Dress code: Delhi Gymkhana club turns away top Bhutanese monk
The 100-year-old Delhi Gymkhana Club did not allow Bhutan’s second-highest ranking Buddhist monk to dine in the club on Monday, as the spiritual leader was sporting sandals and traditional lama attire. Rahul Singh reports.delhi Updated: Mar 13, 2013 00:50 IST
The 100-year-old Delhi Gymkhana Club did not allow Bhutan’s second-highest ranking Buddhist monk to dine in the club on Monday, as the spiritual leader was sporting sandals and traditional lama attire.
Tsugla Lopen Samten Dorji is the minister for education of the central monastic body in Bhutan.
Dorji was invited by a club member, Vandana Shah, a Mumbai-based lawyer, who was working on a book on Buddhism. Shah claimed the club staff was rude to the monk.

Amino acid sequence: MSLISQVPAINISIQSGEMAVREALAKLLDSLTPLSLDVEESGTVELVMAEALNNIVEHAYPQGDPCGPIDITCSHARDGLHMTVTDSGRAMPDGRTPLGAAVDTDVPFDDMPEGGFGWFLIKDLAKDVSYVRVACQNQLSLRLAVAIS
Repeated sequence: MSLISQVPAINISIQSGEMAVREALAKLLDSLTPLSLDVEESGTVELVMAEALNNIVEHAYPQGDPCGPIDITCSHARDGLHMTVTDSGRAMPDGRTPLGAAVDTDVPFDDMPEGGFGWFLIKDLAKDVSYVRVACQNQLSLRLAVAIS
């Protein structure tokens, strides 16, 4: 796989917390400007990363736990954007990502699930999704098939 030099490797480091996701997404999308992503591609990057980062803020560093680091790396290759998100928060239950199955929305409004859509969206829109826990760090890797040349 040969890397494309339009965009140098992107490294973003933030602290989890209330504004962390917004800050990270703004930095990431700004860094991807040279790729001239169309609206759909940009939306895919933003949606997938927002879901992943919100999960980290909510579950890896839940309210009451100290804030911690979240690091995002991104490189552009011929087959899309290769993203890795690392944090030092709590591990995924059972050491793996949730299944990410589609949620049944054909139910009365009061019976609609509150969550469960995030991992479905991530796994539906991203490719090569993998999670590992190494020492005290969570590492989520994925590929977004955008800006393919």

“In Bhutan, people bow before Dorji. Here, the club staff was discourteous to him. It amounts to humiliating the Kingdom of Bhutan, a time-tested friend,” Shah said.
Less than two months ago, Bhutan’s king had agreed to come as the chief guest for the 2013 Republic Day celebrations after the Sultan of Oman turned down the invitation.
Gymkhana secretary Col OP Malhotra (retd) said, “Anyone who comes to the club has to follow the dress code.”
This episode is a throwback to the 1990s when the elite Calcutta Club turned away MF Husain for being barefoot, triggering a debate on whether exceptions should be made to the club’s “colonial” traditions.
Dorji’s aide Karma (who uses a single name) said the spiritual leader held no grouse against the club and respected its rules.
Malhotra said, “If we don’t adhere to a dress code, hundreds of people will come in all sorts of attires.” The membership of the club is highly sought after by Delhi’s power elite --- fresh applicants can become members only after 35 years.